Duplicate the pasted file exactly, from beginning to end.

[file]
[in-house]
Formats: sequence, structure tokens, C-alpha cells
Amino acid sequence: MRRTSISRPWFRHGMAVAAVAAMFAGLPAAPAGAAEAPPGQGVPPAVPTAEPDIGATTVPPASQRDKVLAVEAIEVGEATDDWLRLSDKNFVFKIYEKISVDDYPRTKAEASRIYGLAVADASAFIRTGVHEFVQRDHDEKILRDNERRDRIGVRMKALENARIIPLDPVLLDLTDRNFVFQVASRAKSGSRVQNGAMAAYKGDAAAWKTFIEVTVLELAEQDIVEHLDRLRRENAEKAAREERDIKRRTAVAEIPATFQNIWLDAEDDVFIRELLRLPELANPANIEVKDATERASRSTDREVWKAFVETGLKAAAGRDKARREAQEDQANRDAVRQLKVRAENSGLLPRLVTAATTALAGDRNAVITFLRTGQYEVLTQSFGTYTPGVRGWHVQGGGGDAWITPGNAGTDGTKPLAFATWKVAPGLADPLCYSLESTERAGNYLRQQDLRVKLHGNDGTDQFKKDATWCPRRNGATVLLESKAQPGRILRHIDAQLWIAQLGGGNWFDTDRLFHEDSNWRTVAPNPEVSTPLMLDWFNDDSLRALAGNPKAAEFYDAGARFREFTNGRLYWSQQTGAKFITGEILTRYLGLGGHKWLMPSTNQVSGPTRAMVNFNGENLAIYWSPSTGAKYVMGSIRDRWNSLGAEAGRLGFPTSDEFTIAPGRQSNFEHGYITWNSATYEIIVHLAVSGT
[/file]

[in-house]
Formats: sequence, structure tokens, C-alpha cells
Amino acid sequence: MRRTSISRPWFRHGMAVAAVAAMFAGLPAAPAGAAEAPPGQGVPPAVPTAEPDIGATTVPPASQRDKVLAVEAIEVGEATDDWLRLSDKNFVFKIYEKISVDDYPRTKAEASRIYGLAVADASAFIRTGVHEFVQRDHDEKILRDNERRDRIGVRMKALENARIIPLDPVLLDLTDRNFVFQVASRAKSGSRVQNGAMAAYKGDAAAWKTFIEVTVLELAEQDIVEHLDRLRRENAEKAAREERDIKRRTAVAEIPATFQNIWLDAEDDVFIRELLRLPELANPANIEVKDATERASRSTDREVWKAFVETGLKAAAGRDKARREAQEDQANRDAVRQLKVRAENSGLLPRLVTAATTALAGDRNAVITFLRTGQYEVLTQSFGTYTPGVRGWHVQGGGGDAWITPGNAGTDGTKPLAFATWKVAPGLADPLCYSLESTERAGNYLRQQDLRVKLHGNDGTDQFKKDATWCPRRNGATVLLESKAQPGRILRHIDAQLWIAQLGGGNWFDTDRLFHEDSNWRTVAPNPEVSTPLMLDWFNDDSLRALAGNPKAAEFYDAGARFREFTNGRLYWSQQTGAKFITGEILTRYLGLGGHKWLMPSTNQVSGPTRAMVNFNGENLAIYWSPSTGAKYVMGSIRDRWNSLGAEAGRLGFPTSDEFTIAPGRQSNFEHGYITWNSATYEIIVHLAVSGT